The Internal Revenue Service (IRS) recently issued a News Release (IR 2017-198) to heighten awareness of identity theft toward small businesses. In the past year, the IRS has noted a sharp increase in the number of fraudulent Forms 1120, 1120S and 1041 as well as Schedule K-1. The fraudulent filings apply to partnerships as well as estate and trust forms. Identity thieves are displaying a sophisticated knowledge of the tax code and industry filing practices as they attempt to obtain valuable data to help file fraudulent returns. Stolen Employer Identification Numbers (EINs) are being used to file such returns, open lines of credit and obtain credit cards.
Businesses should be alert for potential identity theft and contact the IRS if they experience any of the following:
Extension to file requests are rejected because a return with the EIN or Social Security number (SSN) is already on file;
An e-filed return is rejected because a duplicate EIN/SSN is already on file with the IRS;
An unexpected receipt of a tax transcript or IRS notice that doesn't correspond to anything submitted by the filer; or
Failure to receive expected correspondence from the IRS because the company address has been changed.
To help verify the legitimacy of tax return filings, the IRS will be asking for additional information from businesses and tax return preparers in 2018. The following questions will be added for tax return filings in 2018:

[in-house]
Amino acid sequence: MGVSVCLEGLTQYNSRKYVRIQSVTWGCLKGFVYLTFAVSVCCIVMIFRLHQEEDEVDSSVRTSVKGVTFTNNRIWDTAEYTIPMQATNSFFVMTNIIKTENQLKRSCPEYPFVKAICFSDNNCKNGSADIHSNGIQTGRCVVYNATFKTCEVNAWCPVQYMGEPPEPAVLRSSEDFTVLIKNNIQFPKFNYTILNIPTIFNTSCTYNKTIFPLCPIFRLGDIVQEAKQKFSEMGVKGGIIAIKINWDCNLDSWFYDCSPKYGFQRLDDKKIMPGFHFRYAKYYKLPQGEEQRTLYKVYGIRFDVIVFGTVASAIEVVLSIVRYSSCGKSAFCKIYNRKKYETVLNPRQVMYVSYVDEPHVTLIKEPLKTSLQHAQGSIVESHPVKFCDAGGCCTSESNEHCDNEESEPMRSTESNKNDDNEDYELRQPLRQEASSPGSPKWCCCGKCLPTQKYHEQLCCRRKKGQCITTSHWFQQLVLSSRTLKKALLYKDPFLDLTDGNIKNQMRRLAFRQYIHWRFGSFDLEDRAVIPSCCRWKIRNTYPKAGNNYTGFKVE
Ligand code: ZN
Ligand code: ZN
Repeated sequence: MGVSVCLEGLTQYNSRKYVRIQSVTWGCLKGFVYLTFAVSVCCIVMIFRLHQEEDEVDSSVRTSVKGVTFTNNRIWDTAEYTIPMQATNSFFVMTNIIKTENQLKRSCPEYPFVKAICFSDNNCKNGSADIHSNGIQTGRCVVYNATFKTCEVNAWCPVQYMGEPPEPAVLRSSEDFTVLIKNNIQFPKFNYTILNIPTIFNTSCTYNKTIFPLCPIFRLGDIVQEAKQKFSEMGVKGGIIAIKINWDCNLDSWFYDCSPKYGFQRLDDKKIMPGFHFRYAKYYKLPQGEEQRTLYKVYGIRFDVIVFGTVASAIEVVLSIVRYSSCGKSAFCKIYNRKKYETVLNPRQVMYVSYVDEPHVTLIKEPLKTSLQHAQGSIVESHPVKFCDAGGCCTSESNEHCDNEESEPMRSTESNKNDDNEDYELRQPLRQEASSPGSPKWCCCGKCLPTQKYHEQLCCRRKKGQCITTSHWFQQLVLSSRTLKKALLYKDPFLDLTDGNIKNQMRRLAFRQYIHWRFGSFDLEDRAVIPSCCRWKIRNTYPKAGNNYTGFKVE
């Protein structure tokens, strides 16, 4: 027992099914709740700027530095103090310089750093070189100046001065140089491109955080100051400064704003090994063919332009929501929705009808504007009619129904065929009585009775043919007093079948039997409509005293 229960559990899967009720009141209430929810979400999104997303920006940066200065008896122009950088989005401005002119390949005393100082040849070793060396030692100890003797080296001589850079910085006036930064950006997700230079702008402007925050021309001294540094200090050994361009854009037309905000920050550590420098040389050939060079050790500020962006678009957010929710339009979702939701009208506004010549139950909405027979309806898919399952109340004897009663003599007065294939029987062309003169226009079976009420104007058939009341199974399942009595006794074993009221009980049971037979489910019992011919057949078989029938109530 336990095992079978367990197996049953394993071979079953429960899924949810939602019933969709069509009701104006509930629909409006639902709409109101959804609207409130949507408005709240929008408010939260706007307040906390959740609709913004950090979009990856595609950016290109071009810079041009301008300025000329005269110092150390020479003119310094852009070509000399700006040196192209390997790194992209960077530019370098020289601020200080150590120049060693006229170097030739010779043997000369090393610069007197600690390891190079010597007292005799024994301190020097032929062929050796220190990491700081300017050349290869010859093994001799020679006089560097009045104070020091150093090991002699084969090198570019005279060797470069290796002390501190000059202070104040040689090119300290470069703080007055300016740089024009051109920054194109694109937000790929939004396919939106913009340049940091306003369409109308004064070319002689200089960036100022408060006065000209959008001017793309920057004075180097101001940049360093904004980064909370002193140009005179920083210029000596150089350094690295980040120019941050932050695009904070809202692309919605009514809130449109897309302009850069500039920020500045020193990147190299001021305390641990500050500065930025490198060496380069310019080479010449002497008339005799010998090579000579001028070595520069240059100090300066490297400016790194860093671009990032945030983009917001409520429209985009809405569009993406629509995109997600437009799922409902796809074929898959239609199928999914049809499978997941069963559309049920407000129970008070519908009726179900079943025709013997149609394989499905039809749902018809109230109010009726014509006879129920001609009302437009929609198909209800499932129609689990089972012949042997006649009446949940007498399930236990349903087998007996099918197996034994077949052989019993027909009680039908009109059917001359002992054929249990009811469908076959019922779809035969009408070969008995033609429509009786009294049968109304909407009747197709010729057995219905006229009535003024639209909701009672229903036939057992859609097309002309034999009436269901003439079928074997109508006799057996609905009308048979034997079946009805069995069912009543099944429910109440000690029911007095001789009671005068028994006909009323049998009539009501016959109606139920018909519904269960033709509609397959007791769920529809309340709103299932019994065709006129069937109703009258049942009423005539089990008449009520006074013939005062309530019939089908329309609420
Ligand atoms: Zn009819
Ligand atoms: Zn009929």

The name and SSN of the company executive authorized to sign the corporate tax return. Is this person authorized to sign the return?
Payment history - Were estimated tax payments made? If yes, when were they made, how were they made, and how much was paid?
Parent company information - Is there a parent company? If yes, identify it.
Additional information based on deductions claimed
Filing history - Has the business filed Form(s) 940, 941 or other business-related tax forms?
As another tax filing season kicks off in a month or so, small businesses should be aware of identity theft signs and be vigilant in protecting company EINs and other sensitive company data.
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Material discussed is meant for informational purposes only, and it is not to be construed as investment, tax, or legal advice. Please note that individual situations can vary. Therefore, this information should be relied upon when coordinated with individual professional advice.